Article Date: 7/1/2007

A Fond Farewell To Joe Barr
message from the publisher

A Fond Farewell To Joe Barr

BY ROGER ZIMMER

I started working as a sales representative for Contact Lens Spectrum not long after Joe Barr became editor. From the start I admired his values, work ethic and recognition of the many bright and creative people in the contact lens field — qualities at the core of his success as an editor. Joe is acutely aware of the many people who have contributed to the understanding and development of contact lenses, but he reserves a special place in this pantheon for Contact Lens Spectrum founding editor Dr. Neal Bailey, who defined our editorial mission — a mission which Joe has been careful to not only maintain, but to cultivate.

Joe is fond of quoting Dr. Bailey's description of Contact Lens Spectrum as a place where people "can tell their version of the truth about contact lenses." Joe embraced this fundamental principle when he took over as editor in 1989 and then wove it into his own version of the publication's role: To be a place where people in the contact lens field can tell their stories. Joe made it his mission to ensure that Contact Lens Spectrum tells the story of contact lenses thoroughly and from all perspectives. Everything he has done reflects his commitment to that mission.

Telling this story has stirred up controversy (any honest and meaningful journalistic effort always will) and brought us our share of criticism. Joe has always accepted this criticism as a necessary, even important, part of the job and addressed it in a fair and balanced fashion — and without compromising his, or our, integrity. Joe also recognized the importance of this process in prompting us to question our editorial position and approach, an exercise any publication worth its salt must go through from time to time.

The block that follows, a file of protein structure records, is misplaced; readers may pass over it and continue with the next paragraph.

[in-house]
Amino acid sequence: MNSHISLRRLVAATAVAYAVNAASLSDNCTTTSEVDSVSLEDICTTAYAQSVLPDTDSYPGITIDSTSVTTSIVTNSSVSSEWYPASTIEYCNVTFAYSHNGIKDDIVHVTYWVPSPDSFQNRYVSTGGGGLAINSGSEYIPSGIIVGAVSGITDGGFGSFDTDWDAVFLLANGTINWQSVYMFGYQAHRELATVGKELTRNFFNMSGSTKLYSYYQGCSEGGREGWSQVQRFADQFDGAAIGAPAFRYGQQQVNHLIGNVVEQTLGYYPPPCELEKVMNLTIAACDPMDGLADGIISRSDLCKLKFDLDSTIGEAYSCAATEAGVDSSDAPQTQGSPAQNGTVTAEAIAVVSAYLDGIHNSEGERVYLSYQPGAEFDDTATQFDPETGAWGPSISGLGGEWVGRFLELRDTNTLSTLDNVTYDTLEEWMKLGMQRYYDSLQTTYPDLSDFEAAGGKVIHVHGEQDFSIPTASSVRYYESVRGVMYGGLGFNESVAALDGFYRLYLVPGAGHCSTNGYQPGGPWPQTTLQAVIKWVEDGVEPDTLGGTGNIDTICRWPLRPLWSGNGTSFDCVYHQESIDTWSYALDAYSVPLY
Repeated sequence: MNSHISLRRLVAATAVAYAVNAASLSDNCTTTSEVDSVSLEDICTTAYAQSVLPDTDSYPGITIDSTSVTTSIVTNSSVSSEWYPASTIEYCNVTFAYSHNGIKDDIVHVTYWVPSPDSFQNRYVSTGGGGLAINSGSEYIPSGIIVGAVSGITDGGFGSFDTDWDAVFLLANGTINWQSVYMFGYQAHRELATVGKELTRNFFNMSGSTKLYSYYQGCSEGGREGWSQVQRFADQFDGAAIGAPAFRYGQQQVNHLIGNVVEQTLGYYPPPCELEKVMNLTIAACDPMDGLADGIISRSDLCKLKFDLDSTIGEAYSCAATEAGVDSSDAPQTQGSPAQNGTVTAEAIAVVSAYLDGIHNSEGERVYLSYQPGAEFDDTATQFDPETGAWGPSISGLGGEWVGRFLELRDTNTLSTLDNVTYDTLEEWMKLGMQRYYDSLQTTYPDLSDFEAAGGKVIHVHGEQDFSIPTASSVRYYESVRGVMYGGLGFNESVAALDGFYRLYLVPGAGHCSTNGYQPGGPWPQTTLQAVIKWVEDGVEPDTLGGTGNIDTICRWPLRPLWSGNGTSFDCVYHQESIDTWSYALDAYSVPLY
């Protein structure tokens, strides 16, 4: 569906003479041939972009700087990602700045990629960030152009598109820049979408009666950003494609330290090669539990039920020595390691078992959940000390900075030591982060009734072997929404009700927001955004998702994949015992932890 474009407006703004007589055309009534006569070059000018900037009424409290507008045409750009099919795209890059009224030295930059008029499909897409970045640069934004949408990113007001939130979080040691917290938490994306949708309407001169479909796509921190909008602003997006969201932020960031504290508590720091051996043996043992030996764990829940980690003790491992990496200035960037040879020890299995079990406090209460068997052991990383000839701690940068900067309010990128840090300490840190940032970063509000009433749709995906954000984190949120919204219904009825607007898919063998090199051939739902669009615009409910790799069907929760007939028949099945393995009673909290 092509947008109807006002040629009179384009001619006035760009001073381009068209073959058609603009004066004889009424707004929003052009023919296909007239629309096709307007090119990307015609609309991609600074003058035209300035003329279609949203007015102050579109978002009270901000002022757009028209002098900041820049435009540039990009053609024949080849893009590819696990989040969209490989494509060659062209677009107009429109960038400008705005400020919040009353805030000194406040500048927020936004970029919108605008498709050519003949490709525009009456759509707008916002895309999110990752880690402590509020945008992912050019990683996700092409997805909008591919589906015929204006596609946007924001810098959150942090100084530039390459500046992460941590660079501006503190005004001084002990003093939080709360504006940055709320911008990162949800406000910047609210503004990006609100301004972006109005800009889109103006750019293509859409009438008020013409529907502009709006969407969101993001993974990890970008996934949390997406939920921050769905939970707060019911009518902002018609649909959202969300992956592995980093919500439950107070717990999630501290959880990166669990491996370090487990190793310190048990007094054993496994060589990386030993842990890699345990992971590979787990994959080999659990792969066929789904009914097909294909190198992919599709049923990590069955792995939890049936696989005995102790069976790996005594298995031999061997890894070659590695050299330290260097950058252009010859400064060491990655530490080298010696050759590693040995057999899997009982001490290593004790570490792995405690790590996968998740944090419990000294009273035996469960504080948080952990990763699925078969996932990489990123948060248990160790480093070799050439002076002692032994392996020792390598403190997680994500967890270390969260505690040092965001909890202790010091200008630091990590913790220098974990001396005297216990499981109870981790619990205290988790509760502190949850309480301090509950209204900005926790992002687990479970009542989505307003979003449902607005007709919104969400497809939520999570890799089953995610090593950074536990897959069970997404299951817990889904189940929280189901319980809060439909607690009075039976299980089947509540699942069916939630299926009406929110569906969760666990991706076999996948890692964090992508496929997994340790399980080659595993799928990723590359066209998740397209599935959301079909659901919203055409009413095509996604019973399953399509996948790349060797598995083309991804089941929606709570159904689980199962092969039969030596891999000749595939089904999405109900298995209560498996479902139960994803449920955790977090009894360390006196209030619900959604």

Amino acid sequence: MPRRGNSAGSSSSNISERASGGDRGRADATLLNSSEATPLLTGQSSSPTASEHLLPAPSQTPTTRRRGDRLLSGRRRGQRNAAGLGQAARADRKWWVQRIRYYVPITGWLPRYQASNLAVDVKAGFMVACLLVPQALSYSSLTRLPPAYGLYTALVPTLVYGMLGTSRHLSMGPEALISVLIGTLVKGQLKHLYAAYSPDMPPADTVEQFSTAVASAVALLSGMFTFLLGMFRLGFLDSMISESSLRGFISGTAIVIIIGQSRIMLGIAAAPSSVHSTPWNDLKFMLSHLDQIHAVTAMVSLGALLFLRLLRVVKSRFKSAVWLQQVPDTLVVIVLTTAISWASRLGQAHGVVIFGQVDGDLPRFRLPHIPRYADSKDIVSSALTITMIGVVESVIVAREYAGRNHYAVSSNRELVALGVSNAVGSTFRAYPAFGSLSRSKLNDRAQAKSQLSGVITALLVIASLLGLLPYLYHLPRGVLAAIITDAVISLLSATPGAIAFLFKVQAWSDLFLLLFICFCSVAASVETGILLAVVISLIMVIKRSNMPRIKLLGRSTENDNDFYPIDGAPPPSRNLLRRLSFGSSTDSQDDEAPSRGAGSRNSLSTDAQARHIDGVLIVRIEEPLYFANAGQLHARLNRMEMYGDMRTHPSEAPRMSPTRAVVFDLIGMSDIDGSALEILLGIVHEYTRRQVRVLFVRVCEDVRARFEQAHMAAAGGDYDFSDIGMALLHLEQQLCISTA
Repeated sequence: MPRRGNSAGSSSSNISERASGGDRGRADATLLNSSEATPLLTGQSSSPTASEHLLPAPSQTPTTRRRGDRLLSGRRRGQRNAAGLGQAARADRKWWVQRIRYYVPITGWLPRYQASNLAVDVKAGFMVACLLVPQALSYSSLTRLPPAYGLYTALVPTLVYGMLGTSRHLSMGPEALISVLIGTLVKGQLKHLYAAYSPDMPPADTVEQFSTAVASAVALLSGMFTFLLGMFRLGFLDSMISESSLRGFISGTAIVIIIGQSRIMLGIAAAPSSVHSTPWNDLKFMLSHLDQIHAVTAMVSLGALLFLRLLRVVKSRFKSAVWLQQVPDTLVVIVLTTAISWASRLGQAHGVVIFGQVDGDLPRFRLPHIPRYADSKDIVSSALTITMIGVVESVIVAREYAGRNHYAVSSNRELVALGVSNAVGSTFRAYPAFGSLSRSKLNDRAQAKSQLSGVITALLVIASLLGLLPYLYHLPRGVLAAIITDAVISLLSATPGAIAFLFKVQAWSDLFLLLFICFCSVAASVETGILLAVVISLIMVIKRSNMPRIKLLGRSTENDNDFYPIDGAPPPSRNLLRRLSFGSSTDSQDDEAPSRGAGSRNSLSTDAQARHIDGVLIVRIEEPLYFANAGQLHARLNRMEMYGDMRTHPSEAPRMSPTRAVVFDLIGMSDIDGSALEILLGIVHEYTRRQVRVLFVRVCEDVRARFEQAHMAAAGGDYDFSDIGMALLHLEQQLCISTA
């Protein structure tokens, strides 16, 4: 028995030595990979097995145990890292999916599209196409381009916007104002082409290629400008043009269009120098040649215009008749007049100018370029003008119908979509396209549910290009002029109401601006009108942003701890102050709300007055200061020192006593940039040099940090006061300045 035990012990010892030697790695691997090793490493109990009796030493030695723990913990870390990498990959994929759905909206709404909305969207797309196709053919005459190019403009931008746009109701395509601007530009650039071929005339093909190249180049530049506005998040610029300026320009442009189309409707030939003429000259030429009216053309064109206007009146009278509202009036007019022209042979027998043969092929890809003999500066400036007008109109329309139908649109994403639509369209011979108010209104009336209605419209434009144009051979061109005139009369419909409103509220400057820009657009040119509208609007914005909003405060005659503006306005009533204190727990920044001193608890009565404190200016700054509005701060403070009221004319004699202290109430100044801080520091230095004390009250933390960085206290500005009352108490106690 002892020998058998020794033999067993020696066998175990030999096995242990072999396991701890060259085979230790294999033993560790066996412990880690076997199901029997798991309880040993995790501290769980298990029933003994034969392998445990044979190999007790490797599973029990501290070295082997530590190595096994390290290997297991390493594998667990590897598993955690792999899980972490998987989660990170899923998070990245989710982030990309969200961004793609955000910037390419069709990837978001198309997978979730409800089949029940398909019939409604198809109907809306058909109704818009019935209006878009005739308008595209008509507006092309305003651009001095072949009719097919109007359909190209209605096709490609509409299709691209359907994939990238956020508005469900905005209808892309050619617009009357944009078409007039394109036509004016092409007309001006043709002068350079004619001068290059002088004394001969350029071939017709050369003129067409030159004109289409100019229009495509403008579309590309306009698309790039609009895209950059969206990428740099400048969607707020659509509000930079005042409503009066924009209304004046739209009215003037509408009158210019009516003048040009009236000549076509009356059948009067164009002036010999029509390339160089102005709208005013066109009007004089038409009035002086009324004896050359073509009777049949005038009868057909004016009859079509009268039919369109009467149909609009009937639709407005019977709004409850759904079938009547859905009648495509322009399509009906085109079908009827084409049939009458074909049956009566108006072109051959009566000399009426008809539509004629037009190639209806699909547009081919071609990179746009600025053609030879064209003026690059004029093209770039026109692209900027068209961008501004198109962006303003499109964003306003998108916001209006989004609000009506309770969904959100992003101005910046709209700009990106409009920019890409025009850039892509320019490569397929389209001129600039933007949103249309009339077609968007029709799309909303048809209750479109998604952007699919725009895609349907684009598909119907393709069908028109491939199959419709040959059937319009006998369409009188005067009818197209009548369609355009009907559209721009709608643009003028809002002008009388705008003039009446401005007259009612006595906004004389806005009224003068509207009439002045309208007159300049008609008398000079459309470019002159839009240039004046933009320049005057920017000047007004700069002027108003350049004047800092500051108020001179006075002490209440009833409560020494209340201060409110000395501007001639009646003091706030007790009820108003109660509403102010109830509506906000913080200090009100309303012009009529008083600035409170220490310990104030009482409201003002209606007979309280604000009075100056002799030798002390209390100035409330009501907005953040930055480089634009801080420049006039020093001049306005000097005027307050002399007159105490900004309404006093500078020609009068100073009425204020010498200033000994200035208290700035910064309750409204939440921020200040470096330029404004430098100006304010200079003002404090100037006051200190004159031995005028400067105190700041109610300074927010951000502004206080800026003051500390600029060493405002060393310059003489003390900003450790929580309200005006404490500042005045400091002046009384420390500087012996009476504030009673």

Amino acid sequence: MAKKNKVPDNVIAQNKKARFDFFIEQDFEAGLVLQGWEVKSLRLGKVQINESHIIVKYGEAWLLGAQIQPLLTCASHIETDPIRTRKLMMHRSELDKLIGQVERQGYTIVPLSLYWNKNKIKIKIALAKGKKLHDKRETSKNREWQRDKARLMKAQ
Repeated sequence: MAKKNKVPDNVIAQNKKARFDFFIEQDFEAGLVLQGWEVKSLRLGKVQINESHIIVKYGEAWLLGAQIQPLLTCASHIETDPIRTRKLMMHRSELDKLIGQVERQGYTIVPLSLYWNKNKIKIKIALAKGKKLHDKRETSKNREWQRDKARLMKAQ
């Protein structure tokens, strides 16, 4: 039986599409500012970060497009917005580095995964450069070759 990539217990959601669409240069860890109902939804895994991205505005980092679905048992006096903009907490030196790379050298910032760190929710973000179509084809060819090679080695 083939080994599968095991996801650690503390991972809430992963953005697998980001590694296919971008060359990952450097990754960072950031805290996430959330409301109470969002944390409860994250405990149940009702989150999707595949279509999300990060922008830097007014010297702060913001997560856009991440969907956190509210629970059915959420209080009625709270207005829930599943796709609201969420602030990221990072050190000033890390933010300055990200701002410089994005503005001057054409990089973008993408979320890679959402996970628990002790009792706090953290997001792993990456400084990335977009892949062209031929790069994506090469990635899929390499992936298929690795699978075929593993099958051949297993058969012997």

Joe's work as an academic, researcher and clinician, along with his time in industry, endowed him with an understanding of and sensitivity to every aspect of contact lenses and earned him the respect and admiration of people throughout the field. Craig Norman once asked me who would replace Joe if he "gets hit by a beer truck." Periodic discussions about this scary prospect made us wonder if we'd ever find the right person. We should have known Joe would consider a succession plan in much the same way his mentor Dr. Bailey did with him. Joe recognized the talent and drive of Dr. Carla Mack, who has worked alongside Joe for two years as a contributor, column editor and trusted advisor. Dr. Mack's impressive background, which has important parallels to Joe's, coupled with her experience working on the publication, make her a natural successor.

Although it has always been his nature to dismiss this notion, Joe has been a source of guidance and inspiration to contact lens fitters around the world. His contributions to the contact lens profession have been many and varied, but we are especially grateful for his work on Contact Lens Spectrum. Thank you, Joe. We will miss you.



Contact Lens Spectrum, Issue: July 2007